CONTENT WARNING: Drug Abuse, Sexual Assault, Sexual Exploitation
Golden Boy attempts to tell a story about a troubled man meandering his way through the social and economic troubles of Los Angeles. The movie recently won awards for Best Director in a Feature Film, Stoney Westmoreland, at the California Independent Film Festival and Best Screenplay, Mark Elias and Jonathan Browning, at FilmOut San Diego. Well-done performances by Mark Elias (James), Logan Donovan (Houston), and Paul Culos (Josh) keep the viewer interested as their complex relationships with one another develop throughout the movie. Nonetheless, the film lacks a firm focus and direction for most of the story and only shows some artistry in the last twenty minutes.
It is quite evident from the beginning of the film that James, the main character, is struggling with life. Unable to pay rent, James is evicted from his lackluster apartment with nowhere to go. One night, he wanders the parks of Los Angeles and notices men getting picked up by others in what appears to be prostitution. Desperate, James follows suit, and a wealthy man named CQ (Lex Medlin) picks him up, seemingly rescuing him from the streets.
CQ’s source of wealth is not disguised for very long. James becomes CQ’s runner, delivering suspicious packages in a dirty, worn-out Peppa Pig backpack to a wide variety of clients. With CQ as his only sense of stability, James soon becomes trapped in a vicious drug dealing business with no means of escape. Not only is James caught up in dealing, but he becomes subject to the party and drug scene, often associated with big cities. James quickly becomes addicted to cocaine and partying due to his wild friend Houston, who he meets at a dinner party through CQ.
The only silver lining James finds in this situation is Josh. Finding James passed out on the street after a long night of alcohol and cocaine, Josh takes him into his home and offers him breakfast. The two fall into an interesting relationship that borders on friendship and romance; leaving the viewer to root for them throughout the movie.
The remainder of the movie follows James’s journey between two lives– one full of drugs and sex, and the other with someone he truly cares about.
The overall storyline fails to keep viewers entertained. The film feels like it is never really going anywhere, and yet simultaneously feels rushed. For example, James struggles back-and-forth with cocaine addiction, yet constantly abides by and still delivers CQ’s orders with minimal pushback. Despite saying things like “I’m done,” James immediately succumbs to his old, destructive habits without any real explanation. This story falls short of achieving something great but could have if more time was given. The relationship between CQ and James could have been more developed, showing more about how CQ manipulates James in the relationship, instead of leaving viewers more confused.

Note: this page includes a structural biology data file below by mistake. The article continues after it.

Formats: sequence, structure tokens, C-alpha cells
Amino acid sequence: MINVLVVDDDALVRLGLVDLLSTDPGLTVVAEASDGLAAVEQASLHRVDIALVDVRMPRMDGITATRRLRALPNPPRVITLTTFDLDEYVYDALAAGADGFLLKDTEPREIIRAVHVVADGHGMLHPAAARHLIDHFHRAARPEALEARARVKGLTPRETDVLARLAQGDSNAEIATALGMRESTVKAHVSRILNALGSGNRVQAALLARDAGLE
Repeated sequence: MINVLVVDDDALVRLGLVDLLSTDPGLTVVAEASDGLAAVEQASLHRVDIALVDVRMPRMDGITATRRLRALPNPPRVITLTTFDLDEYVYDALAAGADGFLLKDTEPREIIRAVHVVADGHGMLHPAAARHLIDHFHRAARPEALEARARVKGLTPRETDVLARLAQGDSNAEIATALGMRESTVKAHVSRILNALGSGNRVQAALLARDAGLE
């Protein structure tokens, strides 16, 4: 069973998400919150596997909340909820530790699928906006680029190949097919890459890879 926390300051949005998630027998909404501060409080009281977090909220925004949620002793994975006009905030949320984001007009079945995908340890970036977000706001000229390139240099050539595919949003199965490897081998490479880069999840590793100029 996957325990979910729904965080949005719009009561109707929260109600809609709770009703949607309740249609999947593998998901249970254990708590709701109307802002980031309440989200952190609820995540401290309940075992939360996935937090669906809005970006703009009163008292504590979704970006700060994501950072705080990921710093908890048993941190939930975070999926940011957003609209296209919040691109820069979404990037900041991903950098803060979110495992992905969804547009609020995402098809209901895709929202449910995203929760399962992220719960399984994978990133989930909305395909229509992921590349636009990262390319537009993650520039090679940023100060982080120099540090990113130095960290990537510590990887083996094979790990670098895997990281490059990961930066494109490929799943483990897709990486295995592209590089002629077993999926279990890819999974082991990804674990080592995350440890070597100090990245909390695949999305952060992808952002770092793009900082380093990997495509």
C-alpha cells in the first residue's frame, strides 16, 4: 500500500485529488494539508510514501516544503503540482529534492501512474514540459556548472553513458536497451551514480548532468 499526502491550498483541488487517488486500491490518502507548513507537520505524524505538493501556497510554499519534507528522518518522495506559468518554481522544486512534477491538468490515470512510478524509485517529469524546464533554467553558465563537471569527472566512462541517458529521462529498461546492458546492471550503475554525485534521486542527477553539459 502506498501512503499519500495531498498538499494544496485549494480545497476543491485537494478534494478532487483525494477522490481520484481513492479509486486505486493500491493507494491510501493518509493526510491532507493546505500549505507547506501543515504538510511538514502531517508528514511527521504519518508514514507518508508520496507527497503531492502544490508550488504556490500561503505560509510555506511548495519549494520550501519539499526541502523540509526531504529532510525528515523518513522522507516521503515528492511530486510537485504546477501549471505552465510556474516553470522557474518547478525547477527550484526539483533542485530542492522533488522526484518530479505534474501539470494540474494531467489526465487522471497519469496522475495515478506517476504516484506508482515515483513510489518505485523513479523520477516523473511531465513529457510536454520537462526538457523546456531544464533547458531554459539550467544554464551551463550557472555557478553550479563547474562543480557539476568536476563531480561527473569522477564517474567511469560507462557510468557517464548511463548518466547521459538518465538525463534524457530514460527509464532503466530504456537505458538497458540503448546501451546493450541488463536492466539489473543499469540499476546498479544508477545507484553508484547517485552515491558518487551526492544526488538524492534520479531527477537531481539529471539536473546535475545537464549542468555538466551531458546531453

Not only does the film underwhelm the viewer with an underdeveloped plot, but the characters are just as weak– leaving viewers to ask, “Why should I care?” in the back of their minds. The characters in the film lack true direction for an overwhelming portion of the movie; James’s character lacks any real development at all. The story made it seem like I should have cared about where James, Houston, and Josh ended up at the end of their journeys. However, the only person I cared about, a little, was Josh: a character the director and writer threw into the crossfires of sloppy plot. Because the film relies on choppy dialogue to push the story forward, character development seems like an afterthought. If the movie wanted to evoke more empathy from its viewers, it could have spent more time working on character development than trying to develop a plot that fell through.
There is one scene in the film that I found to be a directorial achievement because it manages to display vulnerability and emotional complexity, unlike previous scenes. James is on another run for CQ, this one sexual, and is drugged by a group of men. Following the drugging, these men proceed to gang rape James. The film cuts to the aftermath of the event and shows a more vulnerable James, who now realizes the real danger CQ presents to him. Although special effects of a strobe lighting and awkward cutting to flash-back/-forward moments distract the viewer, the artistic storytelling that occurs is done without dialogue, for once. The absence of clunky dialogue allows the actual cinematography to speak for itself. The most development in both plot and character occurs during this scene, but it is a shame it happens ten minutes from the end.
The film ends as abruptly as possible. In an attempt to escape CQ’s madness, James goes to see Houston and upon arrival realizes he has overdosed. James panics and brings Houston to CQ for help, who appears to revive Houston, yet he remains unconscious on the floor. Trying to make a break for it, James starts to stash CQ’s drug money in a backpack, but CQ catches him. CQ hits James over the head with a baseball bat, and right before CQ can administer another blow, Houston shoots CQ in the chest. As a final shot, sirens ring in the background, and James and Josh drive away together. This finale is so rushed it feels like it was the only thing the writers could come up with to end the film, and they went with it. It does nothing to tie up loose ends. It simply ends the movie, leaving viewers taken aback.
In summary, Golden Boy lacks depth in both its plot and character development, but in the few moments the film shines, it details an emotional journey about a man trying to find his purpose and position in life.